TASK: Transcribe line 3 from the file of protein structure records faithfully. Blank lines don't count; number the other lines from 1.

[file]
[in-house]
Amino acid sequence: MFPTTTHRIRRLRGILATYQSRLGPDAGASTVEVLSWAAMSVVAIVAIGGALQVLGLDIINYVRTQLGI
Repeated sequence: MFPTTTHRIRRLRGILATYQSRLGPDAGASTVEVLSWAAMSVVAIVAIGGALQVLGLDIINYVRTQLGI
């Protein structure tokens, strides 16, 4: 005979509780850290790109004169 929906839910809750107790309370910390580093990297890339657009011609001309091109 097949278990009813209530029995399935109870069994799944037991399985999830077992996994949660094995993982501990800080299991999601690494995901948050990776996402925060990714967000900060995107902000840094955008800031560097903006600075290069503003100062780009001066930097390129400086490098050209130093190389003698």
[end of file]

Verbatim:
Repeated sequence: MFPTTTHRIRRLRGILATYQSRLGPDAGASTVEVLSWAAMSVVAIVAIGGALQVLGLDIINYVRTQLGI